– Claim in respect of monies owed to MIHL and management of the vessel “MV
HOPE I” (“EJN1”);
– Claim for approximately $1.1m owed to FL by AF and MEM (and others) in respect of management fees (“EJN2”);
– Claim in respect of the purported improper management of several vessels owned by MIHL by MEM (“EJN3”); and
– Claim for profits made from the sale of the Boat in 2017 (“EJN4”).
In response, FBC, AF and MEM (the “Claimants”) sought a suite of declarations against Kolen in respect of the allegations made out in the EJNs.
In respect of the EJNs, HHJ Pelling QC (the “Judge”) stated that “Generally, English Courts will refuse to grant declarations that are intended to influence or are likely to have the effect of influencing the outcome of proceedings before the Courts of other sovereign states”. The Judge noted the existing legal principles that a Court should apply when considering whether to grant declarations:
– The Court has jurisdiction to grant declaratory relief, whether or not any other remedy is claimed.
– Although claims for declarations are generally sought and granted together with other forms of relief the absence of any claim for any other remedy will generally not deter a Court from granting declarations that it is otherwise appropriate to grant.
– The power to grant declaratory relief is discretionary.
– When considering the exercise of the discretion, in broad terms, the Court should take into account justice to the Claimant, justice to the Defendant, whether the declaration would serve a useful purpose and whether there are other special reasons why or why not the Court should grant the declaration.
– There must, in general, be a real and present dispute between the parties before the Court as to the existence or extent of a legal right between them before a declaration will be granted concerning the existence or extent of that legal right. However, the Claimant does not need to have a present cause of action against the Defendant.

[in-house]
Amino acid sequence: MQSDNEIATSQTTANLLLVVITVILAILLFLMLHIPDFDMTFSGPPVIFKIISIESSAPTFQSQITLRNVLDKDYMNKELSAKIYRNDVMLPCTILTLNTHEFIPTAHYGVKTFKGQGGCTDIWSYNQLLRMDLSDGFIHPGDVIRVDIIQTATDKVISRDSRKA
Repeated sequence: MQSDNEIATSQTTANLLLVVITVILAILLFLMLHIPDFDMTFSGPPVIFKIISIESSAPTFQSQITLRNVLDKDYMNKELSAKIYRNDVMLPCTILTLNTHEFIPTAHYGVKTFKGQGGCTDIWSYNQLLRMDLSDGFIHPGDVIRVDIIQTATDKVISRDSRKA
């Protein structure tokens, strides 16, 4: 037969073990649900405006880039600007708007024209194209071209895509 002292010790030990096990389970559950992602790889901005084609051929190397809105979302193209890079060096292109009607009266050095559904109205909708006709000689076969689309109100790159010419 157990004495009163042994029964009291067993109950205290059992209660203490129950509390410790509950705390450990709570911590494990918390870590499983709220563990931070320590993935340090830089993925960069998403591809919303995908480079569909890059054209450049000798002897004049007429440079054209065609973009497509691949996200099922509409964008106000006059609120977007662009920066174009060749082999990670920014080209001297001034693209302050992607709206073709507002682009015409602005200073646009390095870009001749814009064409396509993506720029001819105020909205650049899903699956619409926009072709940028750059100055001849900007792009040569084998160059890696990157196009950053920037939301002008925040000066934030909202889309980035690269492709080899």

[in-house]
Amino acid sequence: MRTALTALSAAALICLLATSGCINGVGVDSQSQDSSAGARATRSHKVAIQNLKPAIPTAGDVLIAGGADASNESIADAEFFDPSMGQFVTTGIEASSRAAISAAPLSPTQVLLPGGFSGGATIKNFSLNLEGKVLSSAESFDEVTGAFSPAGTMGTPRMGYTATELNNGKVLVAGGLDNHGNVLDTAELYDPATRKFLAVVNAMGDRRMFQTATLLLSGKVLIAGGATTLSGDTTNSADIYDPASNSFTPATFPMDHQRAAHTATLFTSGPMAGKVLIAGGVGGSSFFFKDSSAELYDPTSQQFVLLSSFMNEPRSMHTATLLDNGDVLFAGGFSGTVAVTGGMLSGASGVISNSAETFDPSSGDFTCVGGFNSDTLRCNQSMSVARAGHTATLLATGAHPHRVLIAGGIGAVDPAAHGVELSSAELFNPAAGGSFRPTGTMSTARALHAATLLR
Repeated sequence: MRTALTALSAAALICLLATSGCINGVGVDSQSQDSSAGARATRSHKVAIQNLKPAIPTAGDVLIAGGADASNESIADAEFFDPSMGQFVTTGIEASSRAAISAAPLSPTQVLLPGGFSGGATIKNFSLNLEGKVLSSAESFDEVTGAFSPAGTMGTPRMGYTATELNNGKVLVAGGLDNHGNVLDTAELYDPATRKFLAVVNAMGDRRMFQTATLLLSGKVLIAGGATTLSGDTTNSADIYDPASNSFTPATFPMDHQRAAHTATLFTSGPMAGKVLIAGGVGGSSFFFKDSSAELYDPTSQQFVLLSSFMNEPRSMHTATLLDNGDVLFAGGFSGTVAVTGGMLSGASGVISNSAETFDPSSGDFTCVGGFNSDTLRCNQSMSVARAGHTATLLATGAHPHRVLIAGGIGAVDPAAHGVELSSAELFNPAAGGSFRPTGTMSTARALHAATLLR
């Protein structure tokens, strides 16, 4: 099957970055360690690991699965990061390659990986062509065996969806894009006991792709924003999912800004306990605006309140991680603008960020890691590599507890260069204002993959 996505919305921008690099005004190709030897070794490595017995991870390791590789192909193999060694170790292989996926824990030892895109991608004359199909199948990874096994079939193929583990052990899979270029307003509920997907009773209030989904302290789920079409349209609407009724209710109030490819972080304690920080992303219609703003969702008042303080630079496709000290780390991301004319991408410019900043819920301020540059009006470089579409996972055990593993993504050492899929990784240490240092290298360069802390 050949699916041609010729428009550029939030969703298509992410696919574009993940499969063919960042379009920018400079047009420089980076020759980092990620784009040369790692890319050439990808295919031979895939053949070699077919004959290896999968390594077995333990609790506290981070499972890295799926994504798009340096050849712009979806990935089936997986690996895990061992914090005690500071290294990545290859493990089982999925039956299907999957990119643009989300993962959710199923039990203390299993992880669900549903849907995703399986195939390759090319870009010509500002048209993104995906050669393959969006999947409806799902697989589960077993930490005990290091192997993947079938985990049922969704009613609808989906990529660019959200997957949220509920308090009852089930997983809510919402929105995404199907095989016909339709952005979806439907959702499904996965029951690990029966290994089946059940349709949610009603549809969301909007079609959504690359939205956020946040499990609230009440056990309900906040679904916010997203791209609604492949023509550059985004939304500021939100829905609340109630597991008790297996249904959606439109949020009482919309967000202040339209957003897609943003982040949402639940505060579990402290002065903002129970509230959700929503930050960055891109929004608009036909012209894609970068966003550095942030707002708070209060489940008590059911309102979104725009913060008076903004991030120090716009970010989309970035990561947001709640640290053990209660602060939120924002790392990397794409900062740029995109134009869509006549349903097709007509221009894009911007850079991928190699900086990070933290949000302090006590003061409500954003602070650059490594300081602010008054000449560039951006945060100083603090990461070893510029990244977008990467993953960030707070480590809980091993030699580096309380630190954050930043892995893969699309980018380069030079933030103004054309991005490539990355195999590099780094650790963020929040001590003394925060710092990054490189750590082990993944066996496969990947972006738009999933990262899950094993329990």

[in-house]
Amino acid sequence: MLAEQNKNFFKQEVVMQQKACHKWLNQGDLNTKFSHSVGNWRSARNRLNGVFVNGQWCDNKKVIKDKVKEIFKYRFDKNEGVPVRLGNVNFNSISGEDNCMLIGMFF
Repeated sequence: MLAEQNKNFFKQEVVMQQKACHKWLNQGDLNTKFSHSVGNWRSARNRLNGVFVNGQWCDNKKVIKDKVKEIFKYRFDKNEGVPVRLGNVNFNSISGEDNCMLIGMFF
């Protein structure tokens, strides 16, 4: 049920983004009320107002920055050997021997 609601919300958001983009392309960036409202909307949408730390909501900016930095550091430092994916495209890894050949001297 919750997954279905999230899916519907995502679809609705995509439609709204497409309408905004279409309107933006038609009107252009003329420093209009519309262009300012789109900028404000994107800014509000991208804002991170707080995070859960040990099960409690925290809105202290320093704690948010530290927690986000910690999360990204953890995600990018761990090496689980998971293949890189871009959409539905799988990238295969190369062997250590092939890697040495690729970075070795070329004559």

– Each party must, in general, be affected by the Court’s determination of the issues concerning the legal right in question.
– The fact that the Claimant is not a party to the relevant contract in respect of which such a declaration is sought is not fatal to an application for a declaration, provided that the Claimant is directly affected by the issue.
– The Court must be satisfied that all sides of the argument will be fully and properly put and ensure that all those affected are either before it or will have their arguments put before the Court.
– Assuming that the other tests are satisfied, the Court must ask: is this the most effective way of resolving the issues raised? In answering that question, it must consider the other options for resolving this issue.
– If otherwise it is appropriate to do so as a matter of discretion, there is no reason why a Court should not grant a negative declaration [a written statement describing that a party has not done something/is not liable for a particular activity].